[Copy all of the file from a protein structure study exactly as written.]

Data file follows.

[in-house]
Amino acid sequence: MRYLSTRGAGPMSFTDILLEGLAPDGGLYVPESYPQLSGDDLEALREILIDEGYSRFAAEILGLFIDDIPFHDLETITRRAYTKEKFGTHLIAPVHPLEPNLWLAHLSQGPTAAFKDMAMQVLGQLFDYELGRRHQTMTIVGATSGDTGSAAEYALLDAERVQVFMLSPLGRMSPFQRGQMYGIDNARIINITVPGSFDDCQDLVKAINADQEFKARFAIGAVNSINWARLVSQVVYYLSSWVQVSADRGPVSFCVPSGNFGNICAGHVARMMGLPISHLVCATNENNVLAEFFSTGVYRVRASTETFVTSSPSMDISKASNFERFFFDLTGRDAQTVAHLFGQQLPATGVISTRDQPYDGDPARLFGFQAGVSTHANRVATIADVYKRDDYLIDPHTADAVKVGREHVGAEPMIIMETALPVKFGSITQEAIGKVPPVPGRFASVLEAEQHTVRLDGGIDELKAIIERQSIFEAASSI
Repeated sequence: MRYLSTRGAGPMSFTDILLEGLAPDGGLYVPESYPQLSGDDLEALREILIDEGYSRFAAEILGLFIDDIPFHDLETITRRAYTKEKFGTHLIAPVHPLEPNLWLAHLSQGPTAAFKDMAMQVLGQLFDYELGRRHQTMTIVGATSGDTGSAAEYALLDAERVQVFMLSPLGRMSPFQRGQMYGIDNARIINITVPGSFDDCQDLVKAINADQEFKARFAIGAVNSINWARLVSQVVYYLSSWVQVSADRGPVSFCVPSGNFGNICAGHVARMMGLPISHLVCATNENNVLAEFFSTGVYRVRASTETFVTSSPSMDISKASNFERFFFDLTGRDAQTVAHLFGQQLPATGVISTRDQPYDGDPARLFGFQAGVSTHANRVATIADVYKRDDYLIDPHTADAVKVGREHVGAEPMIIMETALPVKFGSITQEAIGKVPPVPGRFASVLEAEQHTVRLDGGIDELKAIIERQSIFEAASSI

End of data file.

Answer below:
[in-house]
Amino acid sequence: MRYLSTRGAGPMSFTDILLEGLAPDGGLYVPESYPQLSGDDLEALREILIDEGYSRFAAEILGLFIDDIPFHDLETITRRAYTKEKFGTHLIAPVHPLEPNLWLAHLSQGPTAAFKDMAMQVLGQLFDYELGRRHQTMTIVGATSGDTGSAAEYALLDAERVQVFMLSPLGRMSPFQRGQMYGIDNARIINITVPGSFDDCQDLVKAINADQEFKARFAIGAVNSINWARLVSQVVYYLSSWVQVSADRGPVSFCVPSGNFGNICAGHVARMMGLPISHLVCATNENNVLAEFFSTGVYRVRASTETFVTSSPSMDISKASNFERFFFDLTGRDAQTVAHLFGQQLPATGVISTRDQPYDGDPARLFGFQAGVSTHANRVATIADVYKRDDYLIDPHTADAVKVGREHVGAEPMIIMETALPVKFGSITQEAIGKVPPVPGRFASVLEAEQHTVRLDGGIDELKAIIERQSIFEAASSI
Repeated sequence: MRYLSTRGAGPMSFTDILLEGLAPDGGLYVPESYPQLSGDDLEALREILIDEGYSRFAAEILGLFIDDIPFHDLETITRRAYTKEKFGTHLIAPVHPLEPNLWLAHLSQGPTAAFKDMAMQVLGQLFDYELGRRHQTMTIVGATSGDTGSAAEYALLDAERVQVFMLSPLGRMSPFQRGQMYGIDNARIINITVPGSFDDCQDLVKAINADQEFKARFAIGAVNSINWARLVSQVVYYLSSWVQVSADRGPVSFCVPSGNFGNICAGHVARMMGLPISHLVCATNENNVLAEFFSTGVYRVRASTETFVTSSPSMDISKASNFERFFFDLTGRDAQTVAHLFGQQLPATGVISTRDQPYDGDPARLFGFQAGVSTHANRVATIADVYKRDDYLIDPHTADAVKVGREHVGAEPMIIMETALPVKFGSITQEAIGKVPPVPGRFASVLEAEQHTVRLDGGIDELKAIIERQSIFEAASSI